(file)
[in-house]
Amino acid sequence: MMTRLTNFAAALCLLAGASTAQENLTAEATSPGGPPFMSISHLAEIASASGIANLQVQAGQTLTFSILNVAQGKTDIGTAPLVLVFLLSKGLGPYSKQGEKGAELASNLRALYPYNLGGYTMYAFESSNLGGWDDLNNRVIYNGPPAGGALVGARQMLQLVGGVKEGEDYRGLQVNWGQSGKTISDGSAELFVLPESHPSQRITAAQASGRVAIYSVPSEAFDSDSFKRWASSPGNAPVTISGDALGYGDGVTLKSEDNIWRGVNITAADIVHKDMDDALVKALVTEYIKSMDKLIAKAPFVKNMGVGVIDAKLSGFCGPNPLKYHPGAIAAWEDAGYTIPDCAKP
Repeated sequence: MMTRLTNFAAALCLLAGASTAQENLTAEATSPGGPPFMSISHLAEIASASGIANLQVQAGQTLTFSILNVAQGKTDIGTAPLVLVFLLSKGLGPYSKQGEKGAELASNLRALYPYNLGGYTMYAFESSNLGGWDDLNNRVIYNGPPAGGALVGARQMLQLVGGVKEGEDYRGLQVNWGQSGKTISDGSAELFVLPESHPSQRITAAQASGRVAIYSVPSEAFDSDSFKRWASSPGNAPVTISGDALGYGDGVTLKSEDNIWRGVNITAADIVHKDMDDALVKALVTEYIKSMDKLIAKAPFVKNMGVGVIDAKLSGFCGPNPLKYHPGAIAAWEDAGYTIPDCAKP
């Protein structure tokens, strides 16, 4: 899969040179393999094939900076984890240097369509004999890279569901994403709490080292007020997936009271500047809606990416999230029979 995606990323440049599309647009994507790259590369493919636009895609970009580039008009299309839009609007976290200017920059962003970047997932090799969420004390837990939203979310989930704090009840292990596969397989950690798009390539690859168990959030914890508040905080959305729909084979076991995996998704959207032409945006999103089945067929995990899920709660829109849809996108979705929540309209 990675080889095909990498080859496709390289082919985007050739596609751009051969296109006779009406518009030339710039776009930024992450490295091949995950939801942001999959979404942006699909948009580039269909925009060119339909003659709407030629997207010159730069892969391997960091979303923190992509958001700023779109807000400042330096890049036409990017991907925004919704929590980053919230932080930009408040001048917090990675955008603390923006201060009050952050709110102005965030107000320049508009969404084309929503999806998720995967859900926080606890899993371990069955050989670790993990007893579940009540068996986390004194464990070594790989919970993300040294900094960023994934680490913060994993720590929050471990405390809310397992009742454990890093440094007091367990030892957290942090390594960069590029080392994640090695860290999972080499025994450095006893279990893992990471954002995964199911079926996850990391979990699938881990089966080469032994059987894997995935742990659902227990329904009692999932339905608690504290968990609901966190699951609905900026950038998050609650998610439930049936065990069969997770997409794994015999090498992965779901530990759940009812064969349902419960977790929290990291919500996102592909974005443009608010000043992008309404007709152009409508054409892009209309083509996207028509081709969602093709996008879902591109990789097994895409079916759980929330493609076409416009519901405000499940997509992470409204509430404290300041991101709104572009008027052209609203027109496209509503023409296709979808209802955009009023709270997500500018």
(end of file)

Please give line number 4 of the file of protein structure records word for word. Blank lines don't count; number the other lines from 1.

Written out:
């Protein structure tokens, strides 16, 4: 899969040179393999094939900076984890240097369509004999890279569901994403709490080292007020997936009271500047809606990416999230029979 995606990323440049599309647009994507790259590369493919636009895609970009580039008009299309839009609007976290200017920059962003970047997932090799969420004390837990939203979310989930704090009840292990596969397989950690798009390539690859168990959030914890508040905080959305729909084979076991995996998704959207032409945006999103089945067929995990899920709660829109849809996108979705929540309209 990675080889095909990498080859496709390289082919985007050739596609751009051969296109006779009406518009030339710039776009930024992450490295091949995950939801942001999959979404942006699909948009580039269909925009060119339909003659709407030629997207010159730069892969391997960091979303923190992509958001700023779109807000400042330096890049036409990017991907925004919704929590980053919230932080930009408040001048917090990675955008603390923006201060009050952050709110102005965030107000320049508009969404084309929503999806998720995967859900926080606890899993371990069955050989670790993990007893579940009540068996986390004194464990070594790989919970993300040294900094960023994934680490913060994993720590929050471990405390809310397992009742454990890093440094007091367990030892957290942090390594960069590029080392994640090695860290999972080499025994450095006893279990893992990471954002995964199911079926996850990391979990699938881990089966080469032994059987894997995935742990659902227990329904009692999932339905608690504290968990609901966190699951609905900026950038998050609650998610439930049936065990069969997770997409794994015999090498992965779901530990759940009812064969349902419960977790929290990291919500996102592909974005443009608010000043992008309404007709152009409508054409892009209309083509996207028509081709969602093709996008879902591109990789097994895409079916759980929330493609076409416009519901405000499940997509992470409204509430404290300041991101709104572009008027052209609203027109496209509503023409296709979808209802955009009023709270997500500018």